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Bakersfield DMV Employee Accepted Bribes for CDLs

You are currently viewing Bakersfield DMV Employee Accepted Bribes for CDLs
The Bakersfield DMV employee has agreed to cooperate with the prosecution.
  • Post category:News

A former Bakersfield DMV employee pleaded guilty last week to accepting bribes in exchange for commercial driver’s licenses (CDLs). 39-year-old Ulises Pena helped his co-defendant, Bikramjit Singh Pannu, pass unqualified drivers through the written CDL test. Pannu, who ran a truck driving school, bribed Pena to falsify test results for these drivers. This led the Bakersfield DMV to issue many CDLs to drivers who did not deserve them.

Both Pena and Pannu were arrested and indicted in 2018. Their cases are being handled by Assistant U.S. Attorneys Joseph Barton and David Gappa.

Pena’s sentencing hearing is scheduled for December 12. He faces a maximum sentence of 15 years in prison and a fine of up to $250,000. However, observers don’t expect Pena to receive such a significant penalty. That’s because he has agreed to aid prosecutors in their case against his co-defendant, Pannu.

The Co-Defendant Issued Bribes to Help Students Pass the Written DMV Test

The scheme took place between January 2015 and August 2016. Pena, who worked at the Bakersfield DMV field office, would accept bribes from Pannu, who owned and operated the Skyway Truck Driving School in Bakersfield. Pena would then go into Bakersfield DMV records and change a driver’s record to show that they had passed, not failed, the written CDL exam.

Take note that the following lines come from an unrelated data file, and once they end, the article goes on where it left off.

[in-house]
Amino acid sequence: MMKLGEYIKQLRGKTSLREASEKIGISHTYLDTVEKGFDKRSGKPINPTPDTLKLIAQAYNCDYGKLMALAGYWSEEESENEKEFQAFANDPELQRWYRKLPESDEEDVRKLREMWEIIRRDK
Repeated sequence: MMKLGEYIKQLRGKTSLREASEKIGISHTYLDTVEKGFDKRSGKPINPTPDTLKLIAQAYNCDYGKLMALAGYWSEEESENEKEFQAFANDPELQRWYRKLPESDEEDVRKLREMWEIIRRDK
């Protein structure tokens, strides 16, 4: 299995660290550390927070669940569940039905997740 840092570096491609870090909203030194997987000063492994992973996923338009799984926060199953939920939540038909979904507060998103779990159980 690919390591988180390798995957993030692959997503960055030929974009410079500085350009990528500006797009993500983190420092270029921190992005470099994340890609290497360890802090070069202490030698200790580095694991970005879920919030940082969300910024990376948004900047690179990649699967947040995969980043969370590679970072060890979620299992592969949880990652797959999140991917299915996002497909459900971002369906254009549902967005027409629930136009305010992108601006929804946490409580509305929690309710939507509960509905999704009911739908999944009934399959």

It is unclear how many drivers benefited from the scheme. However, the charges against the men include five counts of illegal ID production. Therefore, the prosecutors must believe they can prove at least five instances of the scheme taking place.

Pannu’s charges are still pending at this time. The Department of Justice, in its release about the Pena trial, noted that Pannu is still innocent until proven guilty.

CDLs are difficult to obtain, and with good reason. Drivers carrying dangerous loads, like car haulers, require extensive CDL training in order to safely drive their vehicles. Cases like these remind us that a person failing a CDL test is far from a bad thing. It shows that they need more preparation to be able to keep our roads safe.

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